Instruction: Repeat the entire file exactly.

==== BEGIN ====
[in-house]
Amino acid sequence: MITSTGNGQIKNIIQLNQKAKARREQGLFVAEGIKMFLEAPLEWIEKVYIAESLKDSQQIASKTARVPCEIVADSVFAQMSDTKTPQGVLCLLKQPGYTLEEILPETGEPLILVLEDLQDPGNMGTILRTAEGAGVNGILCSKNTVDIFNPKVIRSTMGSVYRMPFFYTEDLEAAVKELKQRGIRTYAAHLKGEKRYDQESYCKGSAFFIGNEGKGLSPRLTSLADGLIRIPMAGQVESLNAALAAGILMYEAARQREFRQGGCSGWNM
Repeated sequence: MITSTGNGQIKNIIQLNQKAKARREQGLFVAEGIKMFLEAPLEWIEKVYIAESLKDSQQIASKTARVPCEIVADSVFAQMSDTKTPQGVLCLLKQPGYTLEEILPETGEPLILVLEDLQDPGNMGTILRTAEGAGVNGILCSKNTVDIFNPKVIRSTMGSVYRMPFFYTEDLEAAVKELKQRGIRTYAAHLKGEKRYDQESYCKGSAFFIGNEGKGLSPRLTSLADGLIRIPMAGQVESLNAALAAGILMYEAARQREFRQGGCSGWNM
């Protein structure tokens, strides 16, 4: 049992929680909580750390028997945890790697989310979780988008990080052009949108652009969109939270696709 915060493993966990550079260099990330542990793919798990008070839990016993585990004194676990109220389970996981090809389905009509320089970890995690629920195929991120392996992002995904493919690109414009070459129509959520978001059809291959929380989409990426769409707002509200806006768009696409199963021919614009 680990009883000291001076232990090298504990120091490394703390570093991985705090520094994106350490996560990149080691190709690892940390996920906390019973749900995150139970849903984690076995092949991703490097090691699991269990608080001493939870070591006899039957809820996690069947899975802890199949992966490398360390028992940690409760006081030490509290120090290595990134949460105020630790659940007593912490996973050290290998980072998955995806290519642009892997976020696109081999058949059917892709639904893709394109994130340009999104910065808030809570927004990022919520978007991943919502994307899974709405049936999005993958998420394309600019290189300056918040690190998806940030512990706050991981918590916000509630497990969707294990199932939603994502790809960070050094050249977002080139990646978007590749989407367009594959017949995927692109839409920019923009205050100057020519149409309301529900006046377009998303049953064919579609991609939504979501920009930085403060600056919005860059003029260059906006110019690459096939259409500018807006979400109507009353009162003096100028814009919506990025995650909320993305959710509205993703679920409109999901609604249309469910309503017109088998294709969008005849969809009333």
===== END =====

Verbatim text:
[in-house]
Amino acid sequence: MITSTGNGQIKNIIQLNQKAKARREQGLFVAEGIKMFLEAPLEWIEKVYIAESLKDSQQIASKTARVPCEIVADSVFAQMSDTKTPQGVLCLLKQPGYTLEEILPETGEPLILVLEDLQDPGNMGTILRTAEGAGVNGILCSKNTVDIFNPKVIRSTMGSVYRMPFFYTEDLEAAVKELKQRGIRTYAAHLKGEKRYDQESYCKGSAFFIGNEGKGLSPRLTSLADGLIRIPMAGQVESLNAALAAGILMYEAARQREFRQGGCSGWNM
Repeated sequence: MITSTGNGQIKNIIQLNQKAKARREQGLFVAEGIKMFLEAPLEWIEKVYIAESLKDSQQIASKTARVPCEIVADSVFAQMSDTKTPQGVLCLLKQPGYTLEEILPETGEPLILVLEDLQDPGNMGTILRTAEGAGVNGILCSKNTVDIFNPKVIRSTMGSVYRMPFFYTEDLEAAVKELKQRGIRTYAAHLKGEKRYDQESYCKGSAFFIGNEGKGLSPRLTSLADGLIRIPMAGQVESLNAALAAGILMYEAARQREFRQGGCSGWNM
């Protein structure tokens, strides 16, 4: 049992929680909580750390028997945890790697989310979780988008990080052009949108652009969109939270696709 915060493993966990550079260099990330542990793919798990008070839990016993585990004194676990109220389970996981090809389905009509320089970890995690629920195929991120392996992002995904493919690109414009070459129509959520978001059809291959929380989409990426769409707002509200806006768009696409199963021919614009 680990009883000291001076232990090298504990120091490394703390570093991985705090520094994106350490996560990149080691190709690892940390996920906390019973749900995150139970849903984690076995092949991703490097090691699991269990608080001493939870070591006899039957809820996690069947899975802890199949992966490398360390028992940690409760006081030490509290120090290595990134949460105020630790659940007593912490996973050290290998980072998955995806290519642009892997976020696109081999058949059917892709639904893709394109994130340009999104910065808030809570927004990022919520978007991943919502994307899974709405049936999005993958998420394309600019290189300056918040690190998806940030512990706050991981918590916000509630497990969707294990199932939603994502790809960070050094050249977002080139990646978007590749989407367009594959017949995927692109839409920019923009205050100057020519149409309301529900006046377009998303049953064919579609991609939504979501920009930085403060600056919005860059003029260059906006110019690459096939259409500018807006979400109507009353009162003096100028814009919506990025995650909320993305959710509205993703679920409109999901609604249309469910309503017109088998294709969008005849969809009333």